Kim Goldberg has been contributing magical, otherworldly writing to Dark Mountain for some time now, and her work never fails to surprise and beguile. Here are two of Kim’s haibun interwoven with two of Jane Lovell‘s powerful poems about dislocation and extinction. Issue 9 is the first Dark Mountain book to feature Jane’s work, and we very much hope to read more of her poetry in the future.
its caramelised sunlight.
beak bright as paintpots,
oblivious to his dipping and tilting.
at the foot of his favourite palm.
wrapping the khlal in muslin.
hidden, waiting, in the forest gloom.
He prays for the fruits to ripen,
in the warm sand.
* * *
We are sitting in a darkened theatre waiting for the play to begin. It is a full house. The entire run is sold out. The squeak of a pulley tells us the curtain has opened. But we do not see this because there are no stage lights, just blackness. Is the lighting operator asleep? Drunk? Murdered? Run off with the cashier? We hear movement, actors pacing, props being shoved around. Something falls, breaks. A vase maybe? A skull? No words are spoken, just the occasional grunt. We assume it is human but cannot be sure. This must all be part of the script, this darkness, this enigma, some avant-garde theatre experiment. We are game. We roll with it. To flee to the well-lit lobby for safety would be an act of cultural illiteracy. Patrons begin to murmur to their partners. I reach out to touch your arm but there is only sand. A gull cries. I smell brine.
itself on the beach
* * *
their fledgling curling in its oils.
No one is watching.
* * *
When ten per cent of the population could no longer walk, the old woman wove a large basket from willow branches that were still alive and growing. The basket was covered with narrow green leaves from the living branches. The leaves danced and shimmied in the wind. They flashed in the sun like a bright ball of herring spawning their puny brains out in the tossing surf. The leaves were swooning and copulating like only chlorophyll can – beyond the strictures of blood and bone and moist openings. The basket was the old woman’s gift to the town. She told the stricken people to enter one by one, crawling to it on their elbows and bellies since their legs no longer worked. No matter how many people entered, the basket never got full. This went on for quite some while until all the belly-crawlers were inside and the basket had been closed up tight. The people who entered were never seen again, but each night fireflies would sift out through the slits between the willow branches and light up the town.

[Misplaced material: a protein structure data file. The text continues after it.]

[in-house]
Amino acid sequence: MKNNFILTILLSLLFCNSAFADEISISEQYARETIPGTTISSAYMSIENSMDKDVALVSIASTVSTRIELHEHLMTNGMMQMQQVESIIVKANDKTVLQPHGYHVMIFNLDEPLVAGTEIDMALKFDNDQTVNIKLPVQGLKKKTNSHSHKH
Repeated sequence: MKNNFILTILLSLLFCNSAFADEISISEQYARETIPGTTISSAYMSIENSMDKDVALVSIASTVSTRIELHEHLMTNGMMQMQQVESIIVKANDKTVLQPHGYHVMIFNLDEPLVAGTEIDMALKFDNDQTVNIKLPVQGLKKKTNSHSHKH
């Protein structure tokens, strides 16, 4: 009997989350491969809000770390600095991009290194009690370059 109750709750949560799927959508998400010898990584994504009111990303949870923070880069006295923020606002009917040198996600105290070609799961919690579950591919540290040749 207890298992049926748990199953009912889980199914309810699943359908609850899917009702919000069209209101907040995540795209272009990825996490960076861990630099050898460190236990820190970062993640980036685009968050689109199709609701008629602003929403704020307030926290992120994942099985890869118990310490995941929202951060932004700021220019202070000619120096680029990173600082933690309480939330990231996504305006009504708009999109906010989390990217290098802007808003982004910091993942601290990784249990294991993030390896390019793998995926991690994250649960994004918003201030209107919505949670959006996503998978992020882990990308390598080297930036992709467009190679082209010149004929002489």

some covalent bonds
Image: Soft Rain (acrylic on canvas) by Kate Williamson. Soft Rain was inspired by the more gentle power of nature, painted intuitively to capture the energy and fleeting spontaneity of the sky and reflective pools. I live next to a large tidal bay and at each low tide the shape and size of the pools left behind are constantly changing. This painting is part of my ‘Emotional Landscapes’ series which aims to express an internal dialogue that speaks to the viewer through intuitively layered paint, and to capture human reaction past the ocular experience.
Kate Williamson is a contemporary New Zealand artist who lives on the Otago Peninsula. Renowned for her large and striking artworks, Kate uses paint to express her concerns about the enormity of climate change, and the concern she has for this gift of paradise we are part of. Her work is described as spontaneous action painting and is collected nationally and internationally. paintinglive.co.nz
You’ll find more where this came from in our latest book